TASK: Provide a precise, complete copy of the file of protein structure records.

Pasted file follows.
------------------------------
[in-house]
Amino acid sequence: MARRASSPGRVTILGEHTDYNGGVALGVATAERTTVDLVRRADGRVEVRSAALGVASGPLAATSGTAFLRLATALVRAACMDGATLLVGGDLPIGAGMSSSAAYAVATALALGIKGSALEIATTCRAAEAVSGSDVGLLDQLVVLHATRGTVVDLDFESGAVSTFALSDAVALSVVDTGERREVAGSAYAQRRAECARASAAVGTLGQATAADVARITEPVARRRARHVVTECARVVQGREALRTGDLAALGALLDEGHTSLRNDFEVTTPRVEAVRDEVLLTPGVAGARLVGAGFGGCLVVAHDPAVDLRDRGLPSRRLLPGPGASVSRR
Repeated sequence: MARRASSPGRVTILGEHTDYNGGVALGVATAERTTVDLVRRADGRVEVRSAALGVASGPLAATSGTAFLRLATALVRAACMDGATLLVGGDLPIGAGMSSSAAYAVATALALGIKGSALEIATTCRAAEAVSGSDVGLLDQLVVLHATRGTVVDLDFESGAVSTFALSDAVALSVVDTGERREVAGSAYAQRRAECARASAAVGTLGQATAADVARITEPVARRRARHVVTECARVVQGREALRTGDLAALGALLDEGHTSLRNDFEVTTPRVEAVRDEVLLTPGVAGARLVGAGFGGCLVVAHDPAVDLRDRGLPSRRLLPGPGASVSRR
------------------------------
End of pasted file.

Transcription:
[in-house]
Amino acid sequence: MARRASSPGRVTILGEHTDYNGGVALGVATAERTTVDLVRRADGRVEVRSAALGVASGPLAATSGTAFLRLATALVRAACMDGATLLVGGDLPIGAGMSSSAAYAVATALALGIKGSALEIATTCRAAEAVSGSDVGLLDQLVVLHATRGTVVDLDFESGAVSTFALSDAVALSVVDTGERREVAGSAYAQRRAECARASAAVGTLGQATAADVARITEPVARRRARHVVTECARVVQGREALRTGDLAALGALLDEGHTSLRNDFEVTTPRVEAVRDEVLLTPGVAGARLVGAGFGGCLVVAHDPAVDLRDRGLPSRRLLPGPGASVSRR
Repeated sequence: MARRASSPGRVTILGEHTDYNGGVALGVATAERTTVDLVRRADGRVEVRSAALGVASGPLAATSGTAFLRLATALVRAACMDGATLLVGGDLPIGAGMSSSAAYAVATALALGIKGSALEIATTCRAAEAVSGSDVGLLDQLVVLHATRGTVVDLDFESGAVSTFALSDAVALSVVDTGERREVAGSAYAQRRAECARASAAVGTLGQATAADVARITEPVARRRARHVVTECARVVQGREALRTGDLAALGALLDEGHTSLRNDFEVTTPRVEAVRDEVLLTPGVAGARLVGAGFGGCLVVAHDPAVDLRDRGLPSRRLLPGPGASVSRR